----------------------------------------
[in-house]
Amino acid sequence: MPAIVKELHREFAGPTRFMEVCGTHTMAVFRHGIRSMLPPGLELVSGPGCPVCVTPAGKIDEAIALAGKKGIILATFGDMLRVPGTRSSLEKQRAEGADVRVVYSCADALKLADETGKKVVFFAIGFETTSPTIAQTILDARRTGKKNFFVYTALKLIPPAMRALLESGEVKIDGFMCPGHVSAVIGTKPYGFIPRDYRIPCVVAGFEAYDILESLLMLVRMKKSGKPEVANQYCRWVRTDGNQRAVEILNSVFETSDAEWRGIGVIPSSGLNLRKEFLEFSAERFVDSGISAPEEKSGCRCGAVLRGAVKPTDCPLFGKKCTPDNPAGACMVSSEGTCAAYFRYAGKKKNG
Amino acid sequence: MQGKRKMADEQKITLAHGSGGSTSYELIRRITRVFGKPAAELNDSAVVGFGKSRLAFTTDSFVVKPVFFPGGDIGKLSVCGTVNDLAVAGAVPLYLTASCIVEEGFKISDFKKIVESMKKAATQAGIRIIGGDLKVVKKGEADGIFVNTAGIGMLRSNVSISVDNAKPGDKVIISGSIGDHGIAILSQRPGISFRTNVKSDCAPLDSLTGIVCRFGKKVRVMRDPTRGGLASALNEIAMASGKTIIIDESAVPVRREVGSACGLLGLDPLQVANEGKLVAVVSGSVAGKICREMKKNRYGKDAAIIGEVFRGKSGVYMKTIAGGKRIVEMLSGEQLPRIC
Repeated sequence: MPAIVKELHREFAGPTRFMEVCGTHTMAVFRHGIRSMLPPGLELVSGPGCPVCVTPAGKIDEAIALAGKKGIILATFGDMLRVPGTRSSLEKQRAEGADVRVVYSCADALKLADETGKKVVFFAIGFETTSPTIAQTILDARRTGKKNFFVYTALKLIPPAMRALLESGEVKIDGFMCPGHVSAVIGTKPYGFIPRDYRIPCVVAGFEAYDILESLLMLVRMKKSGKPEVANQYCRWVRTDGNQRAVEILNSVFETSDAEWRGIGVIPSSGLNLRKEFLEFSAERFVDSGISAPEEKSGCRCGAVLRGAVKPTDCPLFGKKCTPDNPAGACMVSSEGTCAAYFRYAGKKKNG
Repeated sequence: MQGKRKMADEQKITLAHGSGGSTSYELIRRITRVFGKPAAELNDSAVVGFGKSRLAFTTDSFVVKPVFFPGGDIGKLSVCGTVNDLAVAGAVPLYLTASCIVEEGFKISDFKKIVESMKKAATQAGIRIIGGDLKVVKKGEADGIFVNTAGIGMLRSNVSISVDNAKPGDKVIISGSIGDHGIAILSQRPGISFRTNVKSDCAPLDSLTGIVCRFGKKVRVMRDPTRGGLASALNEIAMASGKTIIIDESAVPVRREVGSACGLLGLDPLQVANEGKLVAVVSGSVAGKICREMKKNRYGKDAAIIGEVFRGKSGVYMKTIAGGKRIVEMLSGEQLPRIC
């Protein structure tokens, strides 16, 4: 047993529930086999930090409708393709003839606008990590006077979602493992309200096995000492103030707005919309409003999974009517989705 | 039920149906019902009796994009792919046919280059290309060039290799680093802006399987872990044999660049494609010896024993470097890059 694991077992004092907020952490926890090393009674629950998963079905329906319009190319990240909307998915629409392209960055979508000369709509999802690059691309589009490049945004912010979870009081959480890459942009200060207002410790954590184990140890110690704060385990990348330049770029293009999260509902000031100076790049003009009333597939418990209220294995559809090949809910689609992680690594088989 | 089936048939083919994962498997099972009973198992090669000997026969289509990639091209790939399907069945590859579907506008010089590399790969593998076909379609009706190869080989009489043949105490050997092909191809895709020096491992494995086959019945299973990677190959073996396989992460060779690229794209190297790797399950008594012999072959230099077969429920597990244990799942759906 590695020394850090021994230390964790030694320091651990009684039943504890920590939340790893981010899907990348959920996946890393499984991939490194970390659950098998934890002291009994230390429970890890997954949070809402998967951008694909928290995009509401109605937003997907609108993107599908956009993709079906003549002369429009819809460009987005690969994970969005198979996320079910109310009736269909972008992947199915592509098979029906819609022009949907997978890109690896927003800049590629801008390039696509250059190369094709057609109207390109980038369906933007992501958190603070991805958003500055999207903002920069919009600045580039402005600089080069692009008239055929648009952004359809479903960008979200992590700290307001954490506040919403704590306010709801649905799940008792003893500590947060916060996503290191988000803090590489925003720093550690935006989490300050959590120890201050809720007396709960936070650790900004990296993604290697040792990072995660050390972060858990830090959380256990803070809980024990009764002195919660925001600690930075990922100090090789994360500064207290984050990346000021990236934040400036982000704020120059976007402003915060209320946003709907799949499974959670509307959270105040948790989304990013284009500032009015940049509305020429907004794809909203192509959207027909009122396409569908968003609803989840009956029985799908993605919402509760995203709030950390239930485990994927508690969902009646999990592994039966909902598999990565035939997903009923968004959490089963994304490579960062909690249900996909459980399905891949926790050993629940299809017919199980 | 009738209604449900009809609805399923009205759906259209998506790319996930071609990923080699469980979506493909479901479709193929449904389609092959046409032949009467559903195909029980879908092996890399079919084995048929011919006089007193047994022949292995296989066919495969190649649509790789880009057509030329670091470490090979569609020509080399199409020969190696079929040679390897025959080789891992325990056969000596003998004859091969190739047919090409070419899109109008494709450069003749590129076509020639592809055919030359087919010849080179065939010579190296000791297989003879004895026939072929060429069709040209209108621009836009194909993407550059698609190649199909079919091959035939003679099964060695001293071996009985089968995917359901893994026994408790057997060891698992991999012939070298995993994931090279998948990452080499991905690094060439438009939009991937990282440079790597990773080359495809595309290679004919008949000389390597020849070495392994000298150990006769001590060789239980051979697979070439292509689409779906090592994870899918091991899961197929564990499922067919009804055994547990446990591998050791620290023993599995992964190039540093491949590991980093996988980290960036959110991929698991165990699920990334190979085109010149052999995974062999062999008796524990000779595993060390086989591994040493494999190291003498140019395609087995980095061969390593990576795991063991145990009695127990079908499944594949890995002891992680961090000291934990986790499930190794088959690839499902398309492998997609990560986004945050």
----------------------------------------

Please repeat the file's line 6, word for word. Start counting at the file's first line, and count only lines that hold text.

């Protein structure tokens, strides 16, 4: 047993529930086999930090409708393709003839606008990590006077979602493992309200096995000492103030707005919309409003999974009517989705 | 039920149906019902009796994009792919046919280059290309060039290799680093802006399987872990044999660049494609010896024993470097890059 694991077992004092907020952490926890090393009674629950998963079905329906319009190319990240909307998915629409392209960055979508000369709509999802690059691309589009490049945004912010979870009081959480890459942009200060207002410790954590184990140890110690704060385990990348330049770029293009999260509902000031100076790049003009009333597939418990209220294995559809090949809910689609992680690594088989 | 089936048939083919994962498997099972009973198992090669000997026969289509990639091209790939399907069945590859579907506008010089590399790969593998076909379609009706190869080989009489043949105490050997092909191809895709020096491992494995086959019945299973990677190959073996396989992460060779690229794209190297790797399950008594012999072959230099077969429920597990244990799942759906 590695020394850090021994230390964790030694320091651990009684039943504890920590939340790893981010899907990348959920996946890393499984991939490194970390659950098998934890002291009994230390429970890890997954949070809402998967951008694909928290995009509401109605937003997907609108993107599908956009993709079906003549002369429009819809460009987005690969994970969005198979996320079910109310009736269909972008992947199915592509098979029906819609022009949907997978890109690896927003800049590629801008390039696509250059190369094709057609109207390109980038369906933007992501958190603070991805958003500055999207903002920069919009600045580039402005600089080069692009008239055929648009952004359809479903960008979200992590700290307001954490506040919403704590306010709801649905799940008792003893500590947060916060996503290191988000803090590489925003720093550690935006989490300050959590120890201050809720007396709960936070650790900004990296993604290697040792990072995660050390972060858990830090959380256990803070809980024990009764002195919660925001600690930075990922100090090789994360500064207290984050990346000021990236934040400036982000704020120059976007402003915060209320946003709907799949499974959670509307959270105040948790989304990013284009500032009015940049509305020429907004794809909203192509959207027909009122396409569908968003609803989840009956029985799908993605919402509760995203709030950390239930485990994927508690969902009646999990592994039966909902598999990565035939997903009923968004959490089963994304490579960062909690249900996909459980399905891949926790050993629940299809017919199980 | 009738209604449900009809609805399923009205759906259209998506790319996930071609990923080699469980979506493909479901479709193929449904389609092959046409032949009467559903195909029980879908092996890399079919084995048929011919006089007193047994022949292995296989066919495969190649649509790789880009057509030329670091470490090979569609020509080399199409020969190696079929040679390897025959080789891992325990056969000596003998004859091969190739047919090409070419899109109008494709450069003749590129076509020639592809055919030359087919010849080179065939010579190296000791297989003879004895026939072929060429069709040209209108621009836009194909993407550059698609190649199909079919091959035939003679099964060695001293071996009985089968995917359901893994026994408790057997060891698992991999012939070298995993994931090279998948990452080499991905690094060439438009939009991937990282440079790597990773080359495809595309290679004919008949000389390597020849070495392994000298150990006769001590060789239980051979697979070439292509689409779906090592994870899918091991899961197929564990499922067919009804055994547990446990591998050791620290023993599995992964190039540093491949590991980093996988980290960036959110991929698991165990699920990334190979085109010149052999995974062999062999008796524990000779595993060390086989591994040493494999190291003498140019395609087995980095061969390593990576795991063991145990009695127990079908499944594949890995002891992680961090000291934990986790499930190794088959690839499902398309492998997609990560986004945050």